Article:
For this reason, when we speak of the European rabbit as near-threatened, we refer only to the wild European rabbit, those rabbits whose ancestors have never lived with humans. A wild animal is a wholly different creature than a feral one.
That said, you may be surprised to learn that we don’t know an awful lot about wild rabbits. We know quite a bit about the tame ones, of course, and we know a lot about the pesky feral rabbits, but wild rabbits are shy, frightful, and spend most of their time either underground or in dense brush, so it’s hard to get a sense of them.
Almost everything we know about wild rabbits comes from the work of naturalist Ronald Lockley, who studied wild rabbits closely in the 1960s and published a book, The Private Life of Rabbits, which would be an inspiration for the novel Watership Down.
What we know from this work and other smaller studies since is that European rabbits in the wild are very social animals. They live in underground colonies called warrens. Within each warren, rabbits break up into groups of two to ten animals that live closely together.
Breeding is one of the most important parts of a wild rabbit’s life — because they are so small and tasty, rabbits ensure the survival of their species by making incredible numbers of babies. Each wild rabbit group has a dominant male and a dominant female. The dominant male gets to mate with just about whoever he wants to, while the other rabbits form mostly monogamous mating pairs.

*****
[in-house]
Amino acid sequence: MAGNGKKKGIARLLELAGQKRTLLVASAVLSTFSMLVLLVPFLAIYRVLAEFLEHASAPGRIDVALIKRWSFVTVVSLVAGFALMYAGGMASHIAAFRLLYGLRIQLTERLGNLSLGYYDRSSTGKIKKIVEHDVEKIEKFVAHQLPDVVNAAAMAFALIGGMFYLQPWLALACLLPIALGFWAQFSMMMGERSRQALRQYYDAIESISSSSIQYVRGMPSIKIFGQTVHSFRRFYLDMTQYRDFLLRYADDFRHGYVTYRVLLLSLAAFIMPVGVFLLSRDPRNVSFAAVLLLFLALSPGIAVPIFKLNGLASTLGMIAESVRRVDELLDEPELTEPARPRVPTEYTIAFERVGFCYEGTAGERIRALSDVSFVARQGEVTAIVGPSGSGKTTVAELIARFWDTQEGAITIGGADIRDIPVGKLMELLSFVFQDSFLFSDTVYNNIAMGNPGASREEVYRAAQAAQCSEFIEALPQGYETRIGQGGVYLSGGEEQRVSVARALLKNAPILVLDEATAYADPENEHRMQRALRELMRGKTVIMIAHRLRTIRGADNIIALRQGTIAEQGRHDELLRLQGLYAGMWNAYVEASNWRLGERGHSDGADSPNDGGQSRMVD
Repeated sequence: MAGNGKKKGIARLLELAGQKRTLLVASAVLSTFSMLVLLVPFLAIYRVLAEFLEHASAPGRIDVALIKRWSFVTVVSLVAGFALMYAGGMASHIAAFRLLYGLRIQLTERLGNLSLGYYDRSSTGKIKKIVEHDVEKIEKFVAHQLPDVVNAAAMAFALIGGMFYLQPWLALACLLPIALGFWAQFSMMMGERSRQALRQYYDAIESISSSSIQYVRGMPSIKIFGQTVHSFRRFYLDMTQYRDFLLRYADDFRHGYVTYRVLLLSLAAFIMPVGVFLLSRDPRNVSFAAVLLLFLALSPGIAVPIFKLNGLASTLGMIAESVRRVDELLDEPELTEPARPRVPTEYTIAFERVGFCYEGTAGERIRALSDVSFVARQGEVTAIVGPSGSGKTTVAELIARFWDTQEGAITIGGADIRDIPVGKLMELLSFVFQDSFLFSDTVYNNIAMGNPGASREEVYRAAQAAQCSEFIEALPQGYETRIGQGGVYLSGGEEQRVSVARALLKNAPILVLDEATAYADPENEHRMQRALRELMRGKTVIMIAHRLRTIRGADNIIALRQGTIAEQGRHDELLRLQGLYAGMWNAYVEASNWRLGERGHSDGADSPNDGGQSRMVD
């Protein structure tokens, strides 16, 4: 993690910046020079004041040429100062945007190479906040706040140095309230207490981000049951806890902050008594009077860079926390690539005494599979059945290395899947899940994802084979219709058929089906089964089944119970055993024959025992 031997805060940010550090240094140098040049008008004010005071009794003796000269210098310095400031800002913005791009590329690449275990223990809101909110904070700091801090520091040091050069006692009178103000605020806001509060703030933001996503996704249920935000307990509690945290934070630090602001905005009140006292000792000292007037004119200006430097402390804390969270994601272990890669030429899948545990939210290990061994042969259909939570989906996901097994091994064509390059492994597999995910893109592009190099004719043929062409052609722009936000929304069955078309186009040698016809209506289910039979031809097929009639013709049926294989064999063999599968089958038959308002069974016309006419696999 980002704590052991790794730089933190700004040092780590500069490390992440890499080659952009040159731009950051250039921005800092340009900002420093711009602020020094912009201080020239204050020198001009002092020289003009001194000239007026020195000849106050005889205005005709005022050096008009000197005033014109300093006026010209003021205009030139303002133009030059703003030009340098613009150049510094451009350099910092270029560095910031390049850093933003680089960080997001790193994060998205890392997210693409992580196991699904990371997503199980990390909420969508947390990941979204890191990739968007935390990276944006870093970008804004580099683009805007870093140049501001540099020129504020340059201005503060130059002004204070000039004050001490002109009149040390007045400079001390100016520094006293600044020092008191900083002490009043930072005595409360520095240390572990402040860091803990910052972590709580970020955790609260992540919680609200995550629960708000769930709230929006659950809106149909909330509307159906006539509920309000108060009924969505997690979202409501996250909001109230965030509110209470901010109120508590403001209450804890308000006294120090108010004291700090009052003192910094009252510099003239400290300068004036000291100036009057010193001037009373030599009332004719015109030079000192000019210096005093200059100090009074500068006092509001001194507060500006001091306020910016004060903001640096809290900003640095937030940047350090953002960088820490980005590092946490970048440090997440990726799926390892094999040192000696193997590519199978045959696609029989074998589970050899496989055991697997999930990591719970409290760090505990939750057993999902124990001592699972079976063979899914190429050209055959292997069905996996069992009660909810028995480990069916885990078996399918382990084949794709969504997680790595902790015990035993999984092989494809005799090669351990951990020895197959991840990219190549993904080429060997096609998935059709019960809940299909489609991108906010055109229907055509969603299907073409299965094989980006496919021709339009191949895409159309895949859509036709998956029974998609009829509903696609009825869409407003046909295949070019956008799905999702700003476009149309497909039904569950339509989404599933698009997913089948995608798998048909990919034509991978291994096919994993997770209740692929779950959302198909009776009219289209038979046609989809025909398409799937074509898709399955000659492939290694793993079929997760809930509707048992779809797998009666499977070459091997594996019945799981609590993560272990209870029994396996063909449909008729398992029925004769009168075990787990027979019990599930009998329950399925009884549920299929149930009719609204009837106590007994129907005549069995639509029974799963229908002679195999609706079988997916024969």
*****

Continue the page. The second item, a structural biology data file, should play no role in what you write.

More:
The social ladder is very important for wild rabbits, and your standing on it depends on a variety of factors. These include but are not limited to: the size of territory you patrol; the number of females who visit you; the amount of time females let you sit near them; the number of friends you have; and the distance you travel every day. Your social credit can also improve based on the number of non-friend rabbits you fight with.
For this reason wild male rabbits will duke it out almost at the drop of a hat. The common method of challenge is for one rabbit to urinate on another, which says, “You are my territory.” Regardless of which two rabbits are involved in this, it immediately leads to a fight. Rabbits may be timid when it comes to dealing with other animals, but when they are alone they are anything but. Two fighting rabbits will beat each other with their large feet and will bite and claw without mercy. Many rabbits die from fights like this.